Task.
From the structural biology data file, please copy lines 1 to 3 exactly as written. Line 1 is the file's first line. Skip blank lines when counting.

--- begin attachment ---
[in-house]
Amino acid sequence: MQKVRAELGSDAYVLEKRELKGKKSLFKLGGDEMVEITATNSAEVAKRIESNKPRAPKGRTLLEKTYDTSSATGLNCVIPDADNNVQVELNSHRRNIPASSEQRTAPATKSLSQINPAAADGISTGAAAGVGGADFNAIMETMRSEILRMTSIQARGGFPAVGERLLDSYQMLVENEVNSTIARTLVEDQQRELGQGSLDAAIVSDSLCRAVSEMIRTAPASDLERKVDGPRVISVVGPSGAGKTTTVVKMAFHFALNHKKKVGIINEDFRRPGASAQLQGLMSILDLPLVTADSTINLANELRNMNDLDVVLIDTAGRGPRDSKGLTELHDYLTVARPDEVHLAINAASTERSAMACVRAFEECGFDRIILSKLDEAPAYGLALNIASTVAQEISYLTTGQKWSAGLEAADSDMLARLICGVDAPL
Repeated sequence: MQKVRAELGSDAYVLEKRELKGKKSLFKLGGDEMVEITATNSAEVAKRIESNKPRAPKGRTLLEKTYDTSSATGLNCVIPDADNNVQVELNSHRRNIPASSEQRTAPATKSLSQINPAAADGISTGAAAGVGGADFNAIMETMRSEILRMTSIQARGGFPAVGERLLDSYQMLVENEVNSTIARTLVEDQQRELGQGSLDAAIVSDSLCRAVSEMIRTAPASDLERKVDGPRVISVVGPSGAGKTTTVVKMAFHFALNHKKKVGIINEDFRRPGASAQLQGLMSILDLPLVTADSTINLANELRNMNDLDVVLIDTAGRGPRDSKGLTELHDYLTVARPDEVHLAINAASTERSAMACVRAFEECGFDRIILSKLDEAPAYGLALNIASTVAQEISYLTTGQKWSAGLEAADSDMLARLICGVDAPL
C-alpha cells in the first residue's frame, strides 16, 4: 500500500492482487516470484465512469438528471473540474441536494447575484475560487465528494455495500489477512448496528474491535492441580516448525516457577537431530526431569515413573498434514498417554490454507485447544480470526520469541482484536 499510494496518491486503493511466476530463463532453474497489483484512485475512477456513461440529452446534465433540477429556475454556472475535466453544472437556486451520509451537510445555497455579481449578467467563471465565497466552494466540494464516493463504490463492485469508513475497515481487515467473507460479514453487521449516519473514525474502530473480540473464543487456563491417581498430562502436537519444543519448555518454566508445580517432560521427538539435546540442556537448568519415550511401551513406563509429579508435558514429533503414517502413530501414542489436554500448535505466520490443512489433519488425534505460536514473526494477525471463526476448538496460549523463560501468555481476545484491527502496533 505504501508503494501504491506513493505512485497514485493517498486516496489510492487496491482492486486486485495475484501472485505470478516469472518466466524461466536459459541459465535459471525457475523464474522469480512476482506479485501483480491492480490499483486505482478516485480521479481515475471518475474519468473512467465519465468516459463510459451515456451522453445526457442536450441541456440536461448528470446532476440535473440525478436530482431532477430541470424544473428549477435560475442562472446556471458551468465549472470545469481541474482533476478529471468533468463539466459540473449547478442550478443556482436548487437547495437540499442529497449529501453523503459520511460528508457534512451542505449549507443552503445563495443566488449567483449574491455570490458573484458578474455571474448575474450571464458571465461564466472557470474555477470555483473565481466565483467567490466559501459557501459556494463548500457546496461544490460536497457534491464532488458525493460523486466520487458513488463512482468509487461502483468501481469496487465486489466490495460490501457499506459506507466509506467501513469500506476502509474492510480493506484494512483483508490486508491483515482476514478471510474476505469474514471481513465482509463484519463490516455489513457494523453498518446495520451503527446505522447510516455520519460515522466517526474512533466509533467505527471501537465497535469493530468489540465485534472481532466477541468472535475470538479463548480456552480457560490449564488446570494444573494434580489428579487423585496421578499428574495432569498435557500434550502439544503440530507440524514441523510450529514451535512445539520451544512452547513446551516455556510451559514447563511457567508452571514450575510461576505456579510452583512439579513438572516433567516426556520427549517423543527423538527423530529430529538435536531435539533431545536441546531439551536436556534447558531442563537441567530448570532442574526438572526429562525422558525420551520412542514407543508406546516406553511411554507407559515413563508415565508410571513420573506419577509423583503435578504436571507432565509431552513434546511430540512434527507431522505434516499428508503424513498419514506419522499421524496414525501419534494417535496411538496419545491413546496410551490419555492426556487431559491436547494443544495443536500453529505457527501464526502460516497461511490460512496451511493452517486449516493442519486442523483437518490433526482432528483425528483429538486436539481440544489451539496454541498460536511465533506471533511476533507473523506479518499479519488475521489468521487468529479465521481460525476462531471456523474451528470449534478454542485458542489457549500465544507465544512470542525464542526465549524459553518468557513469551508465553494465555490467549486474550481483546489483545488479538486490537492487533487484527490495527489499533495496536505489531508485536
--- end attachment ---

[in-house]
Amino acid sequence: MQKVRAELGSDAYVLEKRELKGKKSLFKLGGDEMVEITATNSAEVAKRIESNKPRAPKGRTLLEKTYDTSSATGLNCVIPDADNNVQVELNSHRRNIPASSEQRTAPATKSLSQINPAAADGISTGAAAGVGGADFNAIMETMRSEILRMTSIQARGGFPAVGERLLDSYQMLVENEVNSTIARTLVEDQQRELGQGSLDAAIVSDSLCRAVSEMIRTAPASDLERKVDGPRVISVVGPSGAGKTTTVVKMAFHFALNHKKKVGIINEDFRRPGASAQLQGLMSILDLPLVTADSTINLANELRNMNDLDVVLIDTAGRGPRDSKGLTELHDYLTVARPDEVHLAINAASTERSAMACVRAFEECGFDRIILSKLDEAPAYGLALNIASTVAQEISYLTTGQKWSAGLEAADSDMLARLICGVDAPL
Repeated sequence: MQKVRAELGSDAYVLEKRELKGKKSLFKLGGDEMVEITATNSAEVAKRIESNKPRAPKGRTLLEKTYDTSSATGLNCVIPDADNNVQVELNSHRRNIPASSEQRTAPATKSLSQINPAAADGISTGAAAGVGGADFNAIMETMRSEILRMTSIQARGGFPAVGERLLDSYQMLVENEVNSTIARTLVEDQQRELGQGSLDAAIVSDSLCRAVSEMIRTAPASDLERKVDGPRVISVVGPSGAGKTTTVVKMAFHFALNHKKKVGIINEDFRRPGASAQLQGLMSILDLPLVTADSTINLANELRNMNDLDVVLIDTAGRGPRDSKGLTELHDYLTVARPDEVHLAINAASTERSAMACVRAFEECGFDRIILSKLDEAPAYGLALNIASTVAQEISYLTTGQKWSAGLEAADSDMLARLICGVDAPL